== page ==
YOU have to hand it to our masters at County Hall for their sheer cunning.
Faced with capping by central government if they dare to raise council tax above five per cent, yet grappling with £60million worth of cuts to be made this coming year, they came up with a novel way around this obstacle.
The idea is simple enough. It involves divesting services like grass-cutting, public toilets, street cleaning, play areas and so forth off to the town and parish councils, which can’t yet be capped by Whitehall.
The parishes take on responsibility for providing these services and raise their annual precepts to cover the extra costs involved.
They then pay the county council to provide said services from their newly-increased budgets.
The grass gets cut, the bins get emptied, everyone is happy.
Oh, but wait.
Didn’t we just get rid of an entire tier of local government?
Wasn’t that the point of having a single unitary authority in the first place?
Didn’t that save us copious amounts of money? Yes, yes and no.
It’s hard to determine what the worst part of this deal is.
Is it the dubious way it attempts to increase your council tax by the back door, or the fact that the county will still charge the same despite ditching its responsibilities?
Or perhaps the cynical way that our parish and town councils have been exploited, effectively burdening them with massive corporate responsibility which should be handled by professional officers whose grotesque salaries are footed for by you, the taxpayer?
Without any disrespect to the vital role they play in their respective communities, all but the largest are simply not equipped to manage the functions of providing major services.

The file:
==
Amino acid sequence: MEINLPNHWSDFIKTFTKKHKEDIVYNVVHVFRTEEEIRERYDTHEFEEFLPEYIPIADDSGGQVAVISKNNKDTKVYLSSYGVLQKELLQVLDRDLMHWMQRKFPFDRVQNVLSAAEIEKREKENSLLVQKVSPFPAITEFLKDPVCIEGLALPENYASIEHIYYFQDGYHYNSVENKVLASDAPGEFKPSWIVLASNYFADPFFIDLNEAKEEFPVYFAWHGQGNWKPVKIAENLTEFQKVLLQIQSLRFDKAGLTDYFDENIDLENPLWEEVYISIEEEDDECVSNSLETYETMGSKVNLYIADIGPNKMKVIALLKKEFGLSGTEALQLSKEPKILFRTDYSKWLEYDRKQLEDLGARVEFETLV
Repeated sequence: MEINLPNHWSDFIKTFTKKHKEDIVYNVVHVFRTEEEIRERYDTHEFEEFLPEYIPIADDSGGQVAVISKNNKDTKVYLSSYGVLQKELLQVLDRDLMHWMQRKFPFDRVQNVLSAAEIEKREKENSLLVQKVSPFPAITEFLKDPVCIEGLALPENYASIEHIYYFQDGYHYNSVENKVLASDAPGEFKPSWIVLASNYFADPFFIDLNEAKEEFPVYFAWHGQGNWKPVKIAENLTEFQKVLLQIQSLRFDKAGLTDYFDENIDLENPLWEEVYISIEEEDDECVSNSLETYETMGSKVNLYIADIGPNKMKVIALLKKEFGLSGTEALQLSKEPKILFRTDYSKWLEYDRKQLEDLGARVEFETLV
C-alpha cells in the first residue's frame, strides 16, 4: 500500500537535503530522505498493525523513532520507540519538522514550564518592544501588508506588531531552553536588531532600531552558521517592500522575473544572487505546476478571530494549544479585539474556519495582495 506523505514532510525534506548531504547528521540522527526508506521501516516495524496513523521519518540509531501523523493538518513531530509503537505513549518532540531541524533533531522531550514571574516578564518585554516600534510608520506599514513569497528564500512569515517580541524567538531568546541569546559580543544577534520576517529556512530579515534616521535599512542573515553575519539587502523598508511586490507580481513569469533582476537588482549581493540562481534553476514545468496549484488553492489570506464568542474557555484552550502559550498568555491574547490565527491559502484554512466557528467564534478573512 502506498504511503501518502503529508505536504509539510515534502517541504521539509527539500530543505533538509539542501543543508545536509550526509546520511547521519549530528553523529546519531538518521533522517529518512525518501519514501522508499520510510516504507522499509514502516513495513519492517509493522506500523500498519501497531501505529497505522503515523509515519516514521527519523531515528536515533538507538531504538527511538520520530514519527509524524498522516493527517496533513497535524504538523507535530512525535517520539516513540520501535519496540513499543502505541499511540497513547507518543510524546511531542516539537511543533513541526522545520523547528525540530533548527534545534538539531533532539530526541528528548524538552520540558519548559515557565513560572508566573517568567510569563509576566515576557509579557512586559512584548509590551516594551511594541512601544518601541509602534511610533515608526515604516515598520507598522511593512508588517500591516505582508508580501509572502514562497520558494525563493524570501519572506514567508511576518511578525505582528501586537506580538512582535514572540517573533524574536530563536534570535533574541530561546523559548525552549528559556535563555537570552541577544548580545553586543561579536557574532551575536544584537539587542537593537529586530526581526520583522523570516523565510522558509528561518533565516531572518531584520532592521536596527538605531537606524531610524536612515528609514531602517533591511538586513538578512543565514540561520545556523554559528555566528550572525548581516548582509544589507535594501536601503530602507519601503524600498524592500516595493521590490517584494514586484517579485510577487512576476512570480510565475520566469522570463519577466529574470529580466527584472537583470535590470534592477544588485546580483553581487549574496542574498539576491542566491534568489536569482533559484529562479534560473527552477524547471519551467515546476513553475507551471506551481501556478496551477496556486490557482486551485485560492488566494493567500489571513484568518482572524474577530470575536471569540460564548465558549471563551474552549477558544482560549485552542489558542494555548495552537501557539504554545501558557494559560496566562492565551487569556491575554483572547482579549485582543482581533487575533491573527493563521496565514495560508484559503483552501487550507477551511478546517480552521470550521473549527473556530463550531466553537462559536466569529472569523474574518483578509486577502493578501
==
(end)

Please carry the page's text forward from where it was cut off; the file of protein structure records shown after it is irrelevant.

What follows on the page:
The county council cannot, and should not, expect well-meaning parish councillors to bail it out of this mess. The Government forced the unitary on us, so it should bear the brunt.
To pass the buck in this way is, frankly, a dereliction of duty.
HEADING up or down the A1 through north Northumberland at the moment is a unique experience for motorists.
It’s the closest you will come to being on a road populated entirely by drink-drivers, as the vehicles ahead of you randomly weave and swerve across the lane – not because they’ve had one too many, but to avoid the potholes littering the highway.
While our sources tell us that the latest patch-up job by the Highways Agency is now under way, and there is evidence to suggest that indeed it is, the recent bad weather has only confirmed the obvious.
Unless this road is radically improved as a whole, then each spring we can expect to see its surface looking like it has endured a series of asteroid strikes.
Perhaps the most frustrating part of this sorry saga is that if the last Government had only grasped the nettle and given us the dual carriageway upgrade we have fought for, we wouldn’t be pouring money down the drain every year to stop it completely crumbling away.
It would be interesting to see just how much has been spent maintaining the A1 in its present state, plus projections for the next decade, and comparing the total to the projected cost of a dualling project.
The biggest problem we face now, however, is the harsh economic climate which has led to the slashing of budgets for such programmes.
We all know that the A1 should have been rightfully dualled years ago.
Instead, we’re now faced with spending a fortune to simply maintain this second-rate track, with no improvements in sight.